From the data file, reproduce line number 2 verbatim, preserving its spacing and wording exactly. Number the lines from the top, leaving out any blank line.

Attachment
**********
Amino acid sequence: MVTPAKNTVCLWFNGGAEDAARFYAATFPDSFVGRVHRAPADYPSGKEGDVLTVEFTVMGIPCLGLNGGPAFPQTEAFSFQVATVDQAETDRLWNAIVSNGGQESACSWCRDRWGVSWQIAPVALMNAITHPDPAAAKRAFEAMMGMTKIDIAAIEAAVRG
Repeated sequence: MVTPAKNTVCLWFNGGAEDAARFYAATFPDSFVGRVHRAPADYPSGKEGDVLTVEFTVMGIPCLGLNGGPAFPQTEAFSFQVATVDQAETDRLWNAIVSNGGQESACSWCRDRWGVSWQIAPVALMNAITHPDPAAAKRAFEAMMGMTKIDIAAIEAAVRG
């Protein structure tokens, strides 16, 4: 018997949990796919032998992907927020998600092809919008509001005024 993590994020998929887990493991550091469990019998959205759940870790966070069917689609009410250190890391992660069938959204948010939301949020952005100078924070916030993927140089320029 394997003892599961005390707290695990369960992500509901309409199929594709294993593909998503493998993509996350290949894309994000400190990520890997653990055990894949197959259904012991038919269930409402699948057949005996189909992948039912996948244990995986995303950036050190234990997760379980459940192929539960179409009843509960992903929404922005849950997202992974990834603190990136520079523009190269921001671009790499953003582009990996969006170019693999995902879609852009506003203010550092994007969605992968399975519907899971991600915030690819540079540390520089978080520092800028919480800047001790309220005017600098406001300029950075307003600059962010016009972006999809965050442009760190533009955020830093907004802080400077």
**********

Repeated sequence: MVTPAKNTVCLWFNGGAEDAARFYAATFPDSFVGRVHRAPADYPSGKEGDVLTVEFTVMGIPCLGLNGGPAFPQTEAFSFQVATVDQAETDRLWNAIVSNGGQESACSWCRDRWGVSWQIAPVALMNAITHPDPAAAKRAFEAMMGMTKIDIAAIEAAVRG